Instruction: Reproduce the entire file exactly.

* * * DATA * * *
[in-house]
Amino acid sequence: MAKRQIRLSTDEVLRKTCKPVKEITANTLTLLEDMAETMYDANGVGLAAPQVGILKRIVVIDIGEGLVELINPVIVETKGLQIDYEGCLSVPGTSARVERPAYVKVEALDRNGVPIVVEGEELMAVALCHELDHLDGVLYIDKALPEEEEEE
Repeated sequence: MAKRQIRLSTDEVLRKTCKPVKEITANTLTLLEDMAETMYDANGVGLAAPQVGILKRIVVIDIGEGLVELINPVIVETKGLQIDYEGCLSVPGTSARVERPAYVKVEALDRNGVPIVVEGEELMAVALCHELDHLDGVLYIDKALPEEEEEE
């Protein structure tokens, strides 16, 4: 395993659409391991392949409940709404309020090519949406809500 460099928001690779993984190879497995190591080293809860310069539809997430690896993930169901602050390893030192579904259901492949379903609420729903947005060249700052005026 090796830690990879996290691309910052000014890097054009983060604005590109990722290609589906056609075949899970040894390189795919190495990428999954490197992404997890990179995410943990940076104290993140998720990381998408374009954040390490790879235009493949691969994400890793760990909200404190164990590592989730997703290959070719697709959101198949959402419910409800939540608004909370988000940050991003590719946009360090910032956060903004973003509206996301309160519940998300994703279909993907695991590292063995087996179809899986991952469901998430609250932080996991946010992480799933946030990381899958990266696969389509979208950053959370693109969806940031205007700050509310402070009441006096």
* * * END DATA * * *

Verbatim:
[in-house]
Amino acid sequence: MAKRQIRLSTDEVLRKTCKPVKEITANTLTLLEDMAETMYDANGVGLAAPQVGILKRIVVIDIGEGLVELINPVIVETKGLQIDYEGCLSVPGTSARVERPAYVKVEALDRNGVPIVVEGEELMAVALCHELDHLDGVLYIDKALPEEEEEE
Repeated sequence: MAKRQIRLSTDEVLRKTCKPVKEITANTLTLLEDMAETMYDANGVGLAAPQVGILKRIVVIDIGEGLVELINPVIVETKGLQIDYEGCLSVPGTSARVERPAYVKVEALDRNGVPIVVEGEELMAVALCHELDHLDGVLYIDKALPEEEEEE
């Protein structure tokens, strides 16, 4: 395993659409391991392949409940709404309020090519949406809500 460099928001690779993984190879497995190591080293809860310069539809997430690896993930169901602050390893030192579904259901492949379903609420729903947005060249700052005026 090796830690990879996290691309910052000014890097054009983060604005590109990722290609589906056609075949899970040894390189795919190495990428999954490197992404997890990179995410943990940076104290993140998720990381998408374009954040390490790879235009493949691969994400890793760990909200404190164990590592989730997703290959070719697709959101198949959402419910409800939540608004909370988000940050991003590719946009360090910032956060903004973003509206996301309160519940998300994703279909993907695991590292063995087996179809899986991952469901998430609250932080996991946010992480799933946030990381899958990266696969389509979208950053959370693109969806940031205007700050509310402070009441006096």